An Entire Year Ends with Christmas in Latin America
I’ve finally celebrated my first New Years and Christmas in Latin America. Looking back I have to say that 2013 was a good year. I arrived in Colombia on January 25th of 2013 and pretty much settled in. My original plan was actually to only be here for 2 months, but that plan went to crap pretty quickly. I was able to stretch my six month budget into an entire year and eventually started a company here in Medellin. Hopefully, if all goes well, I will be staying here for the foreseeable future and 2014 should be an even better year.
But enough about my life the past year. You could pretty much go through the blog and figure out all about that. I want to share with you the experiences I had throughout the holidays here in Medellin.
A Whole Month of Festivities
The holidays really began at midnight on the first of december with fireworks displays spread across the city lasting well into the afternoon. I had been invited to several parties for the 31st of November, but I chose instead to invite some friends to my apartment and watch the sky light up from my balcony. We sat watching the show until the early morning hours before my few guests decided it was time to go home. I tried to get some sleep myself but it was impossible with the never ending explosions. Finally, sometime around 7 AM I drifted off to sleep. I awaken again at 10 AM to fireworks continuing to explode outside my apartment. The shows finally stopped at 4 PM when it began to rain.
Merry Christmas, Medellin!
I assumed that Christmas would be generally the same everywhere. Bad assumption! For starters, Christmas Eve was when the celebrations mainly took place. And unlike in the U.S. where it’s normally a mellow family day, Christmas Eve was an all day, all night party. I went to a friend’s house for a BBQ in the Buenos Aires neighborhood of Medellin. At around 7 in the evening a grill came out and music was blared that would rival a night club. Everyone drank and partied in the street until again the morning hours.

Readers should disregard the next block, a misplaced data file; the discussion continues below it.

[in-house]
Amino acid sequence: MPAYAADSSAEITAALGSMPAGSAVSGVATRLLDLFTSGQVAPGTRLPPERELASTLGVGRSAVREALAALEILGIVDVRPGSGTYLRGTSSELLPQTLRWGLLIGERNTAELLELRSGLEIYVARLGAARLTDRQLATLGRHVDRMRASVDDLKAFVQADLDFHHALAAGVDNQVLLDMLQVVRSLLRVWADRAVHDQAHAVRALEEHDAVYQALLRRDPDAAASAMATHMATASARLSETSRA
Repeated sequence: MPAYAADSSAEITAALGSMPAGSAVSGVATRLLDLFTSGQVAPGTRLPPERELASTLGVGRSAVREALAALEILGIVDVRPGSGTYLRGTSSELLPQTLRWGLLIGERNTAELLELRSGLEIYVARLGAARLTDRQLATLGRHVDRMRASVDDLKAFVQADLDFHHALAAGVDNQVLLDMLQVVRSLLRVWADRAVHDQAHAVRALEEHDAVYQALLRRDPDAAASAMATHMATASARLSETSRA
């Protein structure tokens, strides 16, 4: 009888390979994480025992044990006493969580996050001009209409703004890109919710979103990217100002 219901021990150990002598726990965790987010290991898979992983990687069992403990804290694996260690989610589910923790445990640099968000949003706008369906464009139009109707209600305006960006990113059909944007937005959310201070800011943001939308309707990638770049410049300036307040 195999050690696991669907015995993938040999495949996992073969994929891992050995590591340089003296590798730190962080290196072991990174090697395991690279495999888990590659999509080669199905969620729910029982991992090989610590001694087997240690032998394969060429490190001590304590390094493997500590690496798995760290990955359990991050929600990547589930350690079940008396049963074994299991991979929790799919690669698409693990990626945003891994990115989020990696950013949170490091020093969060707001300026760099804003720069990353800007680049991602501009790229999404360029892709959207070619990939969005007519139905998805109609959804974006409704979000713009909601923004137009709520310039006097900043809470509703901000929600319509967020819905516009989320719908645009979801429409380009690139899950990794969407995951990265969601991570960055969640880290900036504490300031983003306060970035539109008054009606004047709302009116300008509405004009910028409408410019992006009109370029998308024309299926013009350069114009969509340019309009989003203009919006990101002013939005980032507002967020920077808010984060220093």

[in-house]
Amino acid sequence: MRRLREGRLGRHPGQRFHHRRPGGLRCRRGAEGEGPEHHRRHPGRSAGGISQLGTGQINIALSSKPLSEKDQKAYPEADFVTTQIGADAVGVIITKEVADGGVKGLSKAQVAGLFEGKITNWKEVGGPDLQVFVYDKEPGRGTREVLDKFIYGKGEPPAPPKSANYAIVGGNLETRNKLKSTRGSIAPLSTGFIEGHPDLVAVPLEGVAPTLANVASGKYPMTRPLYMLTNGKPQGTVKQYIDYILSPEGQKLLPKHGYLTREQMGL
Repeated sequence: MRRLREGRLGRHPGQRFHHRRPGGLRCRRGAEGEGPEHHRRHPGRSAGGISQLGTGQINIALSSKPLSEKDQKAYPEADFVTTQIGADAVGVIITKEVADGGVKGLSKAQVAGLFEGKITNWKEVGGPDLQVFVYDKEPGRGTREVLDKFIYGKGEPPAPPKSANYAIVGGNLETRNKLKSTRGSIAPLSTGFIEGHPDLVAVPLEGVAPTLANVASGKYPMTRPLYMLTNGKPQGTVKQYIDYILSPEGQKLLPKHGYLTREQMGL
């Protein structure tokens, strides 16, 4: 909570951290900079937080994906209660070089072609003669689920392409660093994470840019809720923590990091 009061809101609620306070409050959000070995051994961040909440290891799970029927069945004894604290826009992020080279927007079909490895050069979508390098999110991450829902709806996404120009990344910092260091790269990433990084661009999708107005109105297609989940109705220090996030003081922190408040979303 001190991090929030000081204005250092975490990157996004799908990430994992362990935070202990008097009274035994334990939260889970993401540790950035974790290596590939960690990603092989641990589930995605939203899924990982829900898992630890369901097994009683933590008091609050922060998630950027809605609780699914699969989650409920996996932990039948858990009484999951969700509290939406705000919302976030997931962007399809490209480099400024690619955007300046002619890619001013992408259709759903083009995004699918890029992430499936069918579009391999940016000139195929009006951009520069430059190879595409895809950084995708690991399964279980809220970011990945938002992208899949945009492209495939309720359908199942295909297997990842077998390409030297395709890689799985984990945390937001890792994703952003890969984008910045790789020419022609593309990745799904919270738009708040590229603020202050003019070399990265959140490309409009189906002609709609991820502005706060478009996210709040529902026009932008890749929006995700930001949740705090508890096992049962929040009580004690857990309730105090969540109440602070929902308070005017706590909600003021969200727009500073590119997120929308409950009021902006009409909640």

On Christmas day the parities were still raging. I enjoyed some BBQ ribs with friends from the States in Envigado, the town directly south of Medellin. After our peaceful dinner, their Colombian family joined us for a few rounds of rum and small talk. What was expected to be a gathering of just five of us turned into ten before I made my way back home. After the Christmas Eve party I was running on only about three hours of sleep and decided to call it in early.
Of course, I can’t write about Christmas in Medellin without commenting on the decorations. Medellin is famous for it’s spectacular Christmas lights. The city has often been rated as having some of the best decorations worldwide. Everywhere I went the streets were (and still are) lit with elaborate decorations stretching vast lengths of roads and the river. There were entire parks that didn’t have an unlit tree and highly trafficked streets completely blocked off for the lights and visitors. And it all spread far beyond Medellin. I also got the chance to enjoy the decorations in Envigado and Jardin! All-in-all, I have to say I’ve never seen a more magnificent display of Christmas lights despite the lack of snow.
Happy 2014 Colombia!
My assumptions continued to make a fool of me when I assumed New Years would be a party as well. NEW YEARS! One of the biggest party nights world-wide! Not here, it was much more a family night. Streets were empty and bars closed. There were plenty of family events and I had yet another BBQ with an old Army buddy. It was the closest thing to family I could have asked for and a wonderful time. When my date informed me early on that her family was pissed that she had come with me instead of staying in with their family. That blew my mind. I can’t imagine my family expecting me to stay at home on New Years.
Traditions also varied drastically. There was no stroke of midnight kissing. Instead, people ran around wishing everyone they could a successful 2014. Families roamed the streets with their luggage in hand in the hopes that 2014 would allow them to travel. At around 3 AM a large group of people walked down the street chanting. My buddy from the States and I sat dumbstruck. I was expecting a pentagram to be painted on the ground and a virgin to be sacrificed at any moment. My date broke into tears and told us how beautiful it all was.
Sometimes it’s easy to think that I’ve been around long enough to know the customs and traditions here, but there’s always something hiding behind the next corner.